Ault Park is the fourth largest park in Cincinnati with its 223.949 acres. Two roads lead to the park meeting at a circle road that wraps around the gardens and Pavilion. Ault Park is named in memory of Ida May Ault and Levi Addison Ault. Levi was a former Park Commissioner who was prominently active in Cincinnati Parks development. Levi described the land as having, “a million dollar view worthy of a structure of no lesser beauty than the Parthenon." The initial 142-acre tract in 1911 and nine subsequent acquisitions were gifts of the Aults to the City of Cincinnati. A bronze plaque of Levis Addison Ault, designed by the famous Cincinnati sculptor, Clement Barnhorn, is affixed to a glacier boulder of rose granite on the terrace to the south of the Pavilion.
The Brumm Arbor in the Adopt-A-Plot gardens

The Pavilion, which was dedicated in 1930 offers a stunning 360 degree view of the park, Lunken Airport and Hyde Park, including the Observatory when the trees are free of their foliage. The Pavilion is the centerpiece, the heart of the park. From the roof, looking directly out across the park, one has the best view of the grounds designed by George Kesler and later modified by A.D. Taylor. The center lawn is flanked by walkways and trees creating an alley. To the right or north of the main lawn are the adopt-a-pot gardens. The adopt-a–plots are a somewhat newer addition to the park. Magnolias and Taxus create the foundation, the bones of this formal garden area and act as evergreen borders separating the numerous garden plots which are planned, planted and cared for by members of the community. The adopt-a-plots were installed as a way to help revitalize the gardens and park when things had taken a turn for the worse.

Morning light along the secondary walk in the south garden
After years of dances, parries, picnics and warm summer days, the park fell into disrepair. The stunning pavilion was crumbling; the cascading fountain a dry, ruinous trash filled site and thugs, bikers and other unsavory types had turned the once lush garden and grounds into their outdoor clubhouse. At last a few people said enough and took the park back. After much hard work, the formation of the Ault Park Advisory Counsel and countless hours of volunteer work, the Pavilion was restored to its formal glory and the park was once again a place for families to visit- the thugs had to find a new place to trash. Several great stories of generosity and remembrance are woven into the renovation of the park. Monica Nolan raised money for renovation of the cascade in memory of her sister, Nora May Nolan, a Withrow High School teacher, who was key in arranging the annual July 4 band concert and fireworks. In addition, over 150 donors bought balusters for the Pavilion.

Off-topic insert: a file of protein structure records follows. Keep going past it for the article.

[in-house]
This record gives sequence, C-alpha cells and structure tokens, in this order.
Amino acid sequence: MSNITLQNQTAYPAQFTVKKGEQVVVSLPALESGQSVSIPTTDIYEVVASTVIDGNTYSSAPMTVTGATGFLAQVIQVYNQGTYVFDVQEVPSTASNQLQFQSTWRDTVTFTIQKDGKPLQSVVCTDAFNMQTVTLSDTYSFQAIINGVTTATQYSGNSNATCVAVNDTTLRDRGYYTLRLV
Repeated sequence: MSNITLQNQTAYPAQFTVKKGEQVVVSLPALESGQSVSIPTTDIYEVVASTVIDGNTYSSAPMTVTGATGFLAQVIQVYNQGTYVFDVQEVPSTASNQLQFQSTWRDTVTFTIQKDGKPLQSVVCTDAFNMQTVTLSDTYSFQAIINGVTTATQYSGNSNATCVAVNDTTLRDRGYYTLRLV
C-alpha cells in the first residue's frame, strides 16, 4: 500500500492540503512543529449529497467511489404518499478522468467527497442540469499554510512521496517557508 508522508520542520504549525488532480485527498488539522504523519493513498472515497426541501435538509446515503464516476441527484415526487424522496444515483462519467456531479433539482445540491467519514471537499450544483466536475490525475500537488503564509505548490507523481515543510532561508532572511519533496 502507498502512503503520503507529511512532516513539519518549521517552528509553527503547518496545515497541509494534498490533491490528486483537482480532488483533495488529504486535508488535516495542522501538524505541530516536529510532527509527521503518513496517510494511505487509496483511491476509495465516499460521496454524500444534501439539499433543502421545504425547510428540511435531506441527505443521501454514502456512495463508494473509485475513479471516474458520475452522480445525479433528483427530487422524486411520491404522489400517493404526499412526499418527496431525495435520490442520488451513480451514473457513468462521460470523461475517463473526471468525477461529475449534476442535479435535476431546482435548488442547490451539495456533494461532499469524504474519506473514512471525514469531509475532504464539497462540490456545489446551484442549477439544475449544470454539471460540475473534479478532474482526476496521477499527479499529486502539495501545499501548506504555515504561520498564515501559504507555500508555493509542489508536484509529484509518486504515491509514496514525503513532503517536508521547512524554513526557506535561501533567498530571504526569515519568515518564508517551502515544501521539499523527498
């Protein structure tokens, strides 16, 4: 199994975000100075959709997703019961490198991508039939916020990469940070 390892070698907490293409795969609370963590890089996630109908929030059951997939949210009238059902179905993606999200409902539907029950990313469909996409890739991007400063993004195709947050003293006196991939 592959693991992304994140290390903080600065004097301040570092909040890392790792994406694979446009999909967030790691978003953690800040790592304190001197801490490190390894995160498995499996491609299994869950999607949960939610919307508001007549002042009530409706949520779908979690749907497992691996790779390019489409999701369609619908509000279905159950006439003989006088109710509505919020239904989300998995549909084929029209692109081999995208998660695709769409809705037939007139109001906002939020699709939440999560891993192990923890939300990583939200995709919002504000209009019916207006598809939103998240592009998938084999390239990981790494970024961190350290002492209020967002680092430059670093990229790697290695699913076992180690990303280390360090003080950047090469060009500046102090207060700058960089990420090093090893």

Plaque for Mr Ault.

The Smittie Memorial Concert Green, near the Pavilion, was dedicated on June 14, 1987. George G. “Smittie” Smith, a music teacher at Withrow High School for 30 years, led his band at the traditional July 4 celebration. He had given park concerts for 50 years.
Garden Club bench. Today Oakleaf Hydrangea frame this lovey seat. 

A memorial bench of Bedford stone near the Principio Avenue entrance was a gift of the Cincinnati Garden Club.

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Weeping cherries in bloom stop traffic along Observatory